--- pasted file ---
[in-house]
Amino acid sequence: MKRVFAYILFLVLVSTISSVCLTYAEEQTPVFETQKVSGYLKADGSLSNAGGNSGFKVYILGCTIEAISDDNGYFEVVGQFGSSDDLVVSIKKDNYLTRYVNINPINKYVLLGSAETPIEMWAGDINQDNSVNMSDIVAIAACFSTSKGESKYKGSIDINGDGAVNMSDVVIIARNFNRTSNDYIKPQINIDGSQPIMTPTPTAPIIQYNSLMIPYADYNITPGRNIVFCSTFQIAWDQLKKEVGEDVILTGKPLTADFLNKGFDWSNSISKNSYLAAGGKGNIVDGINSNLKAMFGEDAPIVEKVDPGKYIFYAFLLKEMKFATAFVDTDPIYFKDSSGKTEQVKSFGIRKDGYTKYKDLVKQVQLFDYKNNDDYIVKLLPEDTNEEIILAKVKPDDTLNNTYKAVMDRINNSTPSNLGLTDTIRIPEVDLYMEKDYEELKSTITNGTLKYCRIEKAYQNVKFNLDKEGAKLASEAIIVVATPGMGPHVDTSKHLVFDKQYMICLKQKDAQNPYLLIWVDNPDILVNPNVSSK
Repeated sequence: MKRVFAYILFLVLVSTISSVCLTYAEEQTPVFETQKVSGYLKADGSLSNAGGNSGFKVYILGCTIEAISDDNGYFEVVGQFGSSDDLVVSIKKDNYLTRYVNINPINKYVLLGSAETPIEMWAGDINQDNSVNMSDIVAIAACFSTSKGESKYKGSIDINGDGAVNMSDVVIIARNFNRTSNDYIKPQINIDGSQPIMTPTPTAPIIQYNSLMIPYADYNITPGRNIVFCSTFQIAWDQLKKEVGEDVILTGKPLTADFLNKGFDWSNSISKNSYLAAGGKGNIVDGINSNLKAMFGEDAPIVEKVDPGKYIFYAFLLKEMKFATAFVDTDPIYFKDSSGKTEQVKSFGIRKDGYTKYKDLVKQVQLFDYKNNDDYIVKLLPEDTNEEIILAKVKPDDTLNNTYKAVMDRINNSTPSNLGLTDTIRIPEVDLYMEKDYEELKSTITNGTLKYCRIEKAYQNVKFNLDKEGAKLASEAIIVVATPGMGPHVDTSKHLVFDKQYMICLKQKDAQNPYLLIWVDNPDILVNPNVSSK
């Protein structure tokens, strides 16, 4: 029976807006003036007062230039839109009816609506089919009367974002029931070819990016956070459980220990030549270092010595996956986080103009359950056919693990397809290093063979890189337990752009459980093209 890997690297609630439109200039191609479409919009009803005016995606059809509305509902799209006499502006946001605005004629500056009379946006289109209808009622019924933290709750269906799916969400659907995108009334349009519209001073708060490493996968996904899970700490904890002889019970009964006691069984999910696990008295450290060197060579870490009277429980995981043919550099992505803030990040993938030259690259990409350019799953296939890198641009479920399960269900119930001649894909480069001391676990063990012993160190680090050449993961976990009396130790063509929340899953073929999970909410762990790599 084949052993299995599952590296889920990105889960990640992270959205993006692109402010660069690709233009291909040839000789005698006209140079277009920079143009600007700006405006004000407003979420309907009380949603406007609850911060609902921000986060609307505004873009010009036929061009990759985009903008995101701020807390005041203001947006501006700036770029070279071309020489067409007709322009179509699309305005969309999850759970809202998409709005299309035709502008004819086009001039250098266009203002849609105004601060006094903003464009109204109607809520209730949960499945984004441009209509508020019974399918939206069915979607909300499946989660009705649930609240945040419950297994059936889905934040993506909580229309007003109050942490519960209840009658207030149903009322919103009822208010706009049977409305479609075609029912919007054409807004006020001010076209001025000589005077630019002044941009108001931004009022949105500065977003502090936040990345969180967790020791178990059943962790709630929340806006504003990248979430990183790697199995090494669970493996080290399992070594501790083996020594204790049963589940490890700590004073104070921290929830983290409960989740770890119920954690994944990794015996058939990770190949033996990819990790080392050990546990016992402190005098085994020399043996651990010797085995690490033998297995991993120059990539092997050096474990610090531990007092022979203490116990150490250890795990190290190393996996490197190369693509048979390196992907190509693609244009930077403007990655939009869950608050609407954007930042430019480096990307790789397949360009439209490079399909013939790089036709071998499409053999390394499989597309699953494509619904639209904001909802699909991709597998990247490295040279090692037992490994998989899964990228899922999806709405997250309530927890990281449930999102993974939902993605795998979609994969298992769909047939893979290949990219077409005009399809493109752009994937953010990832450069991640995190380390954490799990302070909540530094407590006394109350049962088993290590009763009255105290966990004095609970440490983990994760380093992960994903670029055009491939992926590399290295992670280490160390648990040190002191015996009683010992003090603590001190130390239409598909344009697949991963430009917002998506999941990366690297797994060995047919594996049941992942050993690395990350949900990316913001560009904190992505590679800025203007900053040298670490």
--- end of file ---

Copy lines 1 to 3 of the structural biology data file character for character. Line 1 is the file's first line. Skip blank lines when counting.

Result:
[in-house]
Amino acid sequence: MKRVFAYILFLVLVSTISSVCLTYAEEQTPVFETQKVSGYLKADGSLSNAGGNSGFKVYILGCTIEAISDDNGYFEVVGQFGSSDDLVVSIKKDNYLTRYVNINPINKYVLLGSAETPIEMWAGDINQDNSVNMSDIVAIAACFSTSKGESKYKGSIDINGDGAVNMSDVVIIARNFNRTSNDYIKPQINIDGSQPIMTPTPTAPIIQYNSLMIPYADYNITPGRNIVFCSTFQIAWDQLKKEVGEDVILTGKPLTADFLNKGFDWSNSISKNSYLAAGGKGNIVDGINSNLKAMFGEDAPIVEKVDPGKYIFYAFLLKEMKFATAFVDTDPIYFKDSSGKTEQVKSFGIRKDGYTKYKDLVKQVQLFDYKNNDDYIVKLLPEDTNEEIILAKVKPDDTLNNTYKAVMDRINNSTPSNLGLTDTIRIPEVDLYMEKDYEELKSTITNGTLKYCRIEKAYQNVKFNLDKEGAKLASEAIIVVATPGMGPHVDTSKHLVFDKQYMICLKQKDAQNPYLLIWVDNPDILVNPNVSSK
Repeated sequence: MKRVFAYILFLVLVSTISSVCLTYAEEQTPVFETQKVSGYLKADGSLSNAGGNSGFKVYILGCTIEAISDDNGYFEVVGQFGSSDDLVVSIKKDNYLTRYVNINPINKYVLLGSAETPIEMWAGDINQDNSVNMSDIVAIAACFSTSKGESKYKGSIDINGDGAVNMSDVVIIARNFNRTSNDYIKPQINIDGSQPIMTPTPTAPIIQYNSLMIPYADYNITPGRNIVFCSTFQIAWDQLKKEVGEDVILTGKPLTADFLNKGFDWSNSISKNSYLAAGGKGNIVDGINSNLKAMFGEDAPIVEKVDPGKYIFYAFLLKEMKFATAFVDTDPIYFKDSSGKTEQVKSFGIRKDGYTKYKDLVKQVQLFDYKNNDDYIVKLLPEDTNEEIILAKVKPDDTLNNTYKAVMDRINNSTPSNLGLTDTIRIPEVDLYMEKDYEELKSTITNGTLKYCRIEKAYQNVKFNLDKEGAKLASEAIIVVATPGMGPHVDTSKHLVFDKQYMICLKQKDAQNPYLLIWVDNPDILVNPNVSSK